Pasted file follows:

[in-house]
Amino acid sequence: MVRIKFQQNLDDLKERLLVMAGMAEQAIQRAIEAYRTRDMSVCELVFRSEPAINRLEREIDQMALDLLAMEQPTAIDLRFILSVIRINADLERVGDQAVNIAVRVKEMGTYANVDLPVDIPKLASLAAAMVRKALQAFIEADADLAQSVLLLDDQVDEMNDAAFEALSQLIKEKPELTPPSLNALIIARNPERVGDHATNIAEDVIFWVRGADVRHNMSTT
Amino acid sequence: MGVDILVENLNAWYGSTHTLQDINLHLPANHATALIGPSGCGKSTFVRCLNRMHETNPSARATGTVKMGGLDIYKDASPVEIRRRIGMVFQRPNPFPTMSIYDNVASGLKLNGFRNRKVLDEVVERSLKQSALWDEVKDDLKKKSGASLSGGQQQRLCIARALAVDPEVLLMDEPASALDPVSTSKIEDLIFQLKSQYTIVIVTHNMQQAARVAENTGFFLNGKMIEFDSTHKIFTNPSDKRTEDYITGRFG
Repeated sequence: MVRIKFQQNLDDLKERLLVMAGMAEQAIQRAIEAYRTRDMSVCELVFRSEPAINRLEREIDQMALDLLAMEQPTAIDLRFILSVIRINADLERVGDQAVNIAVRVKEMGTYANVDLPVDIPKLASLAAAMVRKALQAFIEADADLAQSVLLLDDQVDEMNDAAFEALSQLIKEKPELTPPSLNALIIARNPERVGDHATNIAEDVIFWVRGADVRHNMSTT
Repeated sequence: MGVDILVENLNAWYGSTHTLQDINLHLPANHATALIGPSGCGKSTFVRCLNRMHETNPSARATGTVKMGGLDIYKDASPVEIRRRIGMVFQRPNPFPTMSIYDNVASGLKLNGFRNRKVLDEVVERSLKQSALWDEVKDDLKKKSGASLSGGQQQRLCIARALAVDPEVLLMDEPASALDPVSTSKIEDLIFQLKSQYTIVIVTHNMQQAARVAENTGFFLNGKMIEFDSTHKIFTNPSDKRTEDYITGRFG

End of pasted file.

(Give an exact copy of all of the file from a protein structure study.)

[in-house]
Amino acid sequence: MVRIKFQQNLDDLKERLLVMAGMAEQAIQRAIEAYRTRDMSVCELVFRSEPAINRLEREIDQMALDLLAMEQPTAIDLRFILSVIRINADLERVGDQAVNIAVRVKEMGTYANVDLPVDIPKLASLAAAMVRKALQAFIEADADLAQSVLLLDDQVDEMNDAAFEALSQLIKEKPELTPPSLNALIIARNPERVGDHATNIAEDVIFWVRGADVRHNMSTT
Amino acid sequence: MGVDILVENLNAWYGSTHTLQDINLHLPANHATALIGPSGCGKSTFVRCLNRMHETNPSARATGTVKMGGLDIYKDASPVEIRRRIGMVFQRPNPFPTMSIYDNVASGLKLNGFRNRKVLDEVVERSLKQSALWDEVKDDLKKKSGASLSGGQQQRLCIARALAVDPEVLLMDEPASALDPVSTSKIEDLIFQLKSQYTIVIVTHNMQQAARVAENTGFFLNGKMIEFDSTHKIFTNPSDKRTEDYITGRFG
Repeated sequence: MVRIKFQQNLDDLKERLLVMAGMAEQAIQRAIEAYRTRDMSVCELVFRSEPAINRLEREIDQMALDLLAMEQPTAIDLRFILSVIRINADLERVGDQAVNIAVRVKEMGTYANVDLPVDIPKLASLAAAMVRKALQAFIEADADLAQSVLLLDDQVDEMNDAAFEALSQLIKEKPELTPPSLNALIIARNPERVGDHATNIAEDVIFWVRGADVRHNMSTT
Repeated sequence: MGVDILVENLNAWYGSTHTLQDINLHLPANHATALIGPSGCGKSTFVRCLNRMHETNPSARATGTVKMGGLDIYKDASPVEIRRRIGMVFQRPNPFPTMSIYDNVASGLKLNGFRNRKVLDEVVERSLKQSALWDEVKDDLKKKSGASLSGGQQQRLCIARALAVDPEVLLMDEPASALDPVSTSKIEDLIFQLKSQYTIVIVTHNMQQAARVAENTGFFLNGKMIEFDSTHKIFTNPSDKRTEDYITGRFG